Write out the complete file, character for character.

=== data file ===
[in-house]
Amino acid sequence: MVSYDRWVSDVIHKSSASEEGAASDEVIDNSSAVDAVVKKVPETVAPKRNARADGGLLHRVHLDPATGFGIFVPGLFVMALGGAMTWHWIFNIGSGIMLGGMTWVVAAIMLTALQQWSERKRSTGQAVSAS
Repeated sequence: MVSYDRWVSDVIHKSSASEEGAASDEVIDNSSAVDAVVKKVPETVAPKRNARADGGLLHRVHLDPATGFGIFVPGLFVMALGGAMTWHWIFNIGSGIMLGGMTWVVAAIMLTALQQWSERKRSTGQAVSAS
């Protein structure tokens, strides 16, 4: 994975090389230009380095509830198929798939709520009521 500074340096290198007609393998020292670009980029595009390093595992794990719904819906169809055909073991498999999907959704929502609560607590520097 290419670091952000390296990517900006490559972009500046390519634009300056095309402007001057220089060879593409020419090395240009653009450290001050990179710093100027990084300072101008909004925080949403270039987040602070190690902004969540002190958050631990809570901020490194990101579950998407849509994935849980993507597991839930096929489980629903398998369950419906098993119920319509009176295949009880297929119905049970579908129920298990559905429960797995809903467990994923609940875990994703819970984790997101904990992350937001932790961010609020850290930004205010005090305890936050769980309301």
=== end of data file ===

[in-house]
Amino acid sequence: MVSYDRWVSDVIHKSSASEEGAASDEVIDNSSAVDAVVKKVPETVAPKRNARADGGLLHRVHLDPATGFGIFVPGLFVMALGGAMTWHWIFNIGSGIMLGGMTWVVAAIMLTALQQWSERKRSTGQAVSAS
Repeated sequence: MVSYDRWVSDVIHKSSASEEGAASDEVIDNSSAVDAVVKKVPETVAPKRNARADGGLLHRVHLDPATGFGIFVPGLFVMALGGAMTWHWIFNIGSGIMLGGMTWVVAAIMLTALQQWSERKRSTGQAVSAS
């Protein structure tokens, strides 16, 4: 994975090389230009380095509830198929798939709520009521 500074340096290198007609393998020292670009980029595009390093595992794990719904819906169809055909073991498999999907959704929502609560607590520097 290419670091952000390296990517900006490559972009500046390519634009300056095309402007001057220089060879593409020419090395240009653009450290001050990179710093100027990084300072101008909004925080949403270039987040602070190690902004969540002190958050631990809570901020490194990101579950998407849509994935849980993507597991839930096929489980629903398998369950419906098993119920319509009176295949009880297929119905049970579908129920298990559905429960797995809903467990994923609940875990994703819970984790997101904990992350937001932790961010609020850290930004205010005090305890936050769980309301």